Of all the places you might think the metal scene is thriving, Botswana probably isn't one of the first to come to mind. For years now, though, it’s been home to a movement called the Marok, or "rockers," in the local language of Setswana. South African photographer Paul Shiakallis first heard about it through a friend and a string of documentaries that came out around 2011. When he finally made it there, though, it still surprised him, “as the metal movement has always been Eurocentric and male-dominated,” he told the Cut. “It was quite a culture-shock for me to see African metal heads, and even more so, female African metal heads.”
The women — who call themselves the Queens — really stuck with him, and he started taking their portraits, shooting them in their homes and other warm, casual environments to contrast with the media's usual coverage of metal as hostile and aggressive. As with any scene, they were involved for a range of reasons — some had been die-hard hair metal fans since age 10, while others simply tagged along to shows with their friends or boyfriends. Still, they all seemed to see the same value in the Marok: a chance at self-expression.
"Black clothes and leathers are shunned and perceived to be satanic," Shiakallis says, which is why many women only "come out" about being part of the Marok on their Facebook profiles. "It’s the most amazing thing. They'll have pictures of family and kids, birthday messages and inspirational quotes and then the next post will be of chains, fire and a skeleton pulling the middle finger. They have pictures of themselves in normal clothing, church clothes and then in full leather regalia."
"You can see that they really enjoy taking pictures of themselves," he said, but they were wary about Shiakallis photographing them, expressing concern for where the photos would end up. Botswanan society is extremely male-dominated, he added, and he found that the women in relationships were particularly restrained: On a number of occasions, a man would try to prevent a shoot, not wanting "his lover to be photographed, or to even be in the presence of another male — me, the photographer." Meanwhile, the men in the Marok are "a lot more outspoken, forward and confident," Shiakallis says, and they court media attention. They dress much more extravagantly, too, which Shiakallis suspects is because their jobs are higher paying and can afford them more prized accoutrements like real leather.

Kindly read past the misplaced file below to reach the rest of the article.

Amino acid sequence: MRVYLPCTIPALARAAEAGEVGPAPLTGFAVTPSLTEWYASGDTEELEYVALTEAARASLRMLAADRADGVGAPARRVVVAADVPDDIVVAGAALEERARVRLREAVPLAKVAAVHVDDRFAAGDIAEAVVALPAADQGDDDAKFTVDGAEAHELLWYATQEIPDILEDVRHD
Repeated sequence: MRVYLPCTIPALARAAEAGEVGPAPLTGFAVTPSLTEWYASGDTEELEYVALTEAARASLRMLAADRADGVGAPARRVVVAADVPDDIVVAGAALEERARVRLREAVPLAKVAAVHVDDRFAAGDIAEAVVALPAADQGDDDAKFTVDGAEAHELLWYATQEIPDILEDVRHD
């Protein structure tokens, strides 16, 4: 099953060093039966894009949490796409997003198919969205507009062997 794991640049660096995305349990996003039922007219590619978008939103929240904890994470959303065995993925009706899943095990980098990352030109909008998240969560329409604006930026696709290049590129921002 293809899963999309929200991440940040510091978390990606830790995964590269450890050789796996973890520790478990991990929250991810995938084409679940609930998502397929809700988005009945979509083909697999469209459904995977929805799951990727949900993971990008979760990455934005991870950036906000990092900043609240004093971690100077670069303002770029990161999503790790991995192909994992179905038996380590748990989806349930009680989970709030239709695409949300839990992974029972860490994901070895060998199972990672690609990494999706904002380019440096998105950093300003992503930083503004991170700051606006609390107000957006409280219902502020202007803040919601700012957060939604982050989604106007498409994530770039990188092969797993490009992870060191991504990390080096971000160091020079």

Buying metal-head attire is a challenge for both men and women, though. Just a few decades ago, Botswana was one of the world's poorest countries, and though it now has one of the fastest-growing economies, living standards are still less than ideal. Shiakallis says he wanted to highlight how much time and money his subjects are willing to spend on "a small underground movement that affords self expression," as well as a sense of camaraderie. Click through the slideshow to see his portraits.BEGIN SLIDESHOW